Should the recent provincial election results hold, Andrew Weaver will wake up on May 25 a kingmaker. Along with Saanich councillor Adam Olsen and educator-turned-activist Sonia Furstenau, they will form the most potentially powerful Green caucus in Canadian history.
If he plays his cards right, Weaver can extract out of his suitors his two principal demands. First, he can demand an end to the corporate and union cheque-cutting that puts third parties on the sidelines. Second, he can call for a serious path towards proportional representation in the next election—presumably without one of the B.C. Liberals’ infamous referendums.
However, if joining a coalition is the price to pay for these demands, Weaver should explore the history of third parties in his situation. After all, for the most part, they’re lucky just to make it out alive.
Research demonstrates that junior parties in a coalition suffer the inevitable fate of losing credibility, having their distinct identity dissolved, and seeing their leaders outmanoeuvred inside and outside smoke-filled rooms. Even when an alliance gains credit for economic growth and government effectiveness, the junior partner rarely receives the benefits. Instead, the spoils of attention and approval ratings land at the feet of the leader of the coalition, whether or not it was theirs to claim.
It gets worse. Unless minor parties manage to deliver a distinct record of policy contributions and effective government, they risk being seen as being in bed with the senior party leader, particularly when tough or unpopular compromises are made. For the following election cycle, this leads to the party’s own base feeling either betrayed—or simply disinterested—in voting for a party that now feels like the establishment. Such is the delicate balance of coalitions for a third party like the Greens, as Weaver would have to gather credit for being a leader in government and maintain his party’s outsider status, all without compromising on principle.
The most prominent example of this rise and fall is that of Nick Clegg’s Liberal Democrats, a centrist party that held the balance of power in Britain’s 2010 elections. That year, Prime Minister David Cameron’s Conservative Party failed to reach a majority, much like Christy Clark’s B.C. Liberals.
It was vital for Cameron to keep the two parties to his left from uniting to win government—at least, one that could pass legislation.* Seven years after the coalition agreement, Clegg is politically dead in British politics, and his Lib Dems have been reduced to single-digit seat numbers, down from the nearly seventy they boasted in 2010.
To blame, for one, was Clegg’s betrayal of his voter base in raising tuition fees and his compromising support of austerity economics, from which he never recovered in the polls. Further, the referendum on electoral reform that his party secured in coalition negotiations—a yes-no vote on a ranked ballot system that would favour the Lib Dems party—suffered a 32-68 defeat, led by a vicious and well-resourced Conservative campaign from within their own coalition that Clegg was far too polite in confronting. Through it all, the Liberal Democrats didn’t maintain a distinct identity, failing to acquire powerful cabinet posts and failing to put forward their own policy contributions. Even when the economy boasted robust growth throughout the coalition’s term, it was Cameron who won the spoils, while Clegg was rarely mentioned, and continued to see his poll numbers decline.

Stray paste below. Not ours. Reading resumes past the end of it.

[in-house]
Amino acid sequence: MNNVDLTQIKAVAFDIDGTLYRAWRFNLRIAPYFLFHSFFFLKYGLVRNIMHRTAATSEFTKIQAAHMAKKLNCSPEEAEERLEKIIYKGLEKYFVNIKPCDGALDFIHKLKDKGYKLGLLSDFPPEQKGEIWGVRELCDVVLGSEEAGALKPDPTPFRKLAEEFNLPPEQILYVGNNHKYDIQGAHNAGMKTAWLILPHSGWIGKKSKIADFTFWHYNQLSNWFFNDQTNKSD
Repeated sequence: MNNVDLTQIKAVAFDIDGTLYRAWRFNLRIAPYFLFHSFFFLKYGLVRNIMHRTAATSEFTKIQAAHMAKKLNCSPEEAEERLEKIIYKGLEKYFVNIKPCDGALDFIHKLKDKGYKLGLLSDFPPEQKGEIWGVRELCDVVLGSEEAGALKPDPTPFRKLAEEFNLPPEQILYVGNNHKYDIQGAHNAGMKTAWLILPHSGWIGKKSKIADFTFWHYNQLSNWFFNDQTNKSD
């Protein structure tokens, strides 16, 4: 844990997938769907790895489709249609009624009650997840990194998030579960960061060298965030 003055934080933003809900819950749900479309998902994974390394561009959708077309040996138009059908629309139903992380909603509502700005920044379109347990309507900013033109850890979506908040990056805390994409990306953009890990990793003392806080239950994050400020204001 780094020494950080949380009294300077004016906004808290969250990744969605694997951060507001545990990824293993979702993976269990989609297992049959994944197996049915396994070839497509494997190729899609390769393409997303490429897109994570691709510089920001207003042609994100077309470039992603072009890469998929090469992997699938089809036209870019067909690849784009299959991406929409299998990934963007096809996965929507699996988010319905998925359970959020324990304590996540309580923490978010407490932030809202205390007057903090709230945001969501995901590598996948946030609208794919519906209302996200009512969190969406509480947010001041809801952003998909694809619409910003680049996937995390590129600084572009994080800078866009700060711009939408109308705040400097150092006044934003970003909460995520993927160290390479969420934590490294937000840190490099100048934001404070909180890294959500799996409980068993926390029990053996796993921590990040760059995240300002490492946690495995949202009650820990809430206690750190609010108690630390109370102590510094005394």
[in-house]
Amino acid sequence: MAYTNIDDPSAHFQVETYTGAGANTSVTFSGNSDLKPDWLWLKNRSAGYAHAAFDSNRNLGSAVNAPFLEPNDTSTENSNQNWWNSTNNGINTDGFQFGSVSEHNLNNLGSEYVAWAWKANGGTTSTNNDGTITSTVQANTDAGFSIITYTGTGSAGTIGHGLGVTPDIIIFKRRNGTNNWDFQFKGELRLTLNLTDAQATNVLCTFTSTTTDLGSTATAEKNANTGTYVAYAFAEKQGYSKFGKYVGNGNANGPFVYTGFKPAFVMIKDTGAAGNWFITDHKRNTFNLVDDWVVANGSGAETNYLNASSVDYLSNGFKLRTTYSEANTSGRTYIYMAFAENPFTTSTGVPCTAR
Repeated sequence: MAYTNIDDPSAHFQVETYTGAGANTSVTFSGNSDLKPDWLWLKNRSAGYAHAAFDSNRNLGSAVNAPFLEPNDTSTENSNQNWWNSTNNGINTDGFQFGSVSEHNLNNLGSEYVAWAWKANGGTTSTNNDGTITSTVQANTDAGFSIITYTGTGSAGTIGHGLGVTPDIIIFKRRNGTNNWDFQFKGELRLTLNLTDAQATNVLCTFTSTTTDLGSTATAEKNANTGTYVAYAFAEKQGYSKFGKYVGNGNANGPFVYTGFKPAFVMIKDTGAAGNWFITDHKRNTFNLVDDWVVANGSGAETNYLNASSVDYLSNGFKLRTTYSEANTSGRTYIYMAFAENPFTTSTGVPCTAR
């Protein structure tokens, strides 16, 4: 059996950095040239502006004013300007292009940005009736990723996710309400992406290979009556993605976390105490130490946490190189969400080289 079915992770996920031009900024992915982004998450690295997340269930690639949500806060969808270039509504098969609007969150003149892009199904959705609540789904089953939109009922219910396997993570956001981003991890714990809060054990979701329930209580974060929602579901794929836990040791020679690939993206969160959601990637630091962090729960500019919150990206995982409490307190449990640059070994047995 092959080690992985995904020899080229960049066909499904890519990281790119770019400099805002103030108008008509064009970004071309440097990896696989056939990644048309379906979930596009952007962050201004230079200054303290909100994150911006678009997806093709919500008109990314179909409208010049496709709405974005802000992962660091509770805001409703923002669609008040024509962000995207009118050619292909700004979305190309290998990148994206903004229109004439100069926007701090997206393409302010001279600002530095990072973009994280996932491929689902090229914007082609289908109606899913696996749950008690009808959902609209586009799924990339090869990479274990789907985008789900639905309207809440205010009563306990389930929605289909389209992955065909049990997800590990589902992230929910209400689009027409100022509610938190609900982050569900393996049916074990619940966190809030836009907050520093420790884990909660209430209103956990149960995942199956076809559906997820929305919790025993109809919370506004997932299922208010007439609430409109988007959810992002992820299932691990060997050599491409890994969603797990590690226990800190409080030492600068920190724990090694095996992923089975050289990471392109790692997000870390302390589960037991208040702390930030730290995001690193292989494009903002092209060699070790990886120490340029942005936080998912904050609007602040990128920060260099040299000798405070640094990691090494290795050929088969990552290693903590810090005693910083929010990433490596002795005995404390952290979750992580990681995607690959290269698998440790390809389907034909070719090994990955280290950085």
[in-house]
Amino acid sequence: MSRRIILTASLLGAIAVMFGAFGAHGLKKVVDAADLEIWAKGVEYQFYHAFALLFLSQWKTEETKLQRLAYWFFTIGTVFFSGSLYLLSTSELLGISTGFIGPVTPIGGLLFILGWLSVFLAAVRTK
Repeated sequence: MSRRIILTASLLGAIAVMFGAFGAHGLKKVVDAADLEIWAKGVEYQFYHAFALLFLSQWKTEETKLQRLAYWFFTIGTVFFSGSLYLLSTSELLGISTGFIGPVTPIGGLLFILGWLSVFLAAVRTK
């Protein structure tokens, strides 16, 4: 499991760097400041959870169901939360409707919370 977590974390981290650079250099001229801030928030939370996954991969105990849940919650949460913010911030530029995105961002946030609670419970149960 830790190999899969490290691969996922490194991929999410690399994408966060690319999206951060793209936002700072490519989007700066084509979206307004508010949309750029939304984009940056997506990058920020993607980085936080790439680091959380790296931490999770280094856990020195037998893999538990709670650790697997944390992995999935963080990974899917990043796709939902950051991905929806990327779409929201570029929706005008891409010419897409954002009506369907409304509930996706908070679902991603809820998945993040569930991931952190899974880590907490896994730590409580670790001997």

Clegg himself, to this day, complains about a system and voters that were unfair to him. In his memoir, Politics, Clegg relentlessly expresses surprise and anger for not receiving credit for the difficult compromises he made for the sake of “good government”, that if never made, would have made his party appear “unserious about power”.
There does, however, exist some cases where junior parties manage to stay afloat even after the coalition dissolves. Germany’s Greens negotiated successfully for the cabinet position of foreign minister in the early 2000s, giving them the ability to attain credit inside and outside of their base through strong stances against the Iraq invasion and the use of nuclear energy. Today, the Greens continue to be competitive in opposition, and are eager to help form government in this fall’s elections. The Scottish Liberal Democrats were strong coalition partners with Labour in the 1990s, and expanded their base by bringing to the table strong policies like free seniors care and lower tuition fees—though as calls for Scottish independence have gained salience in the last few years, the party’s No stance has made it unpopular, falling to fifth place.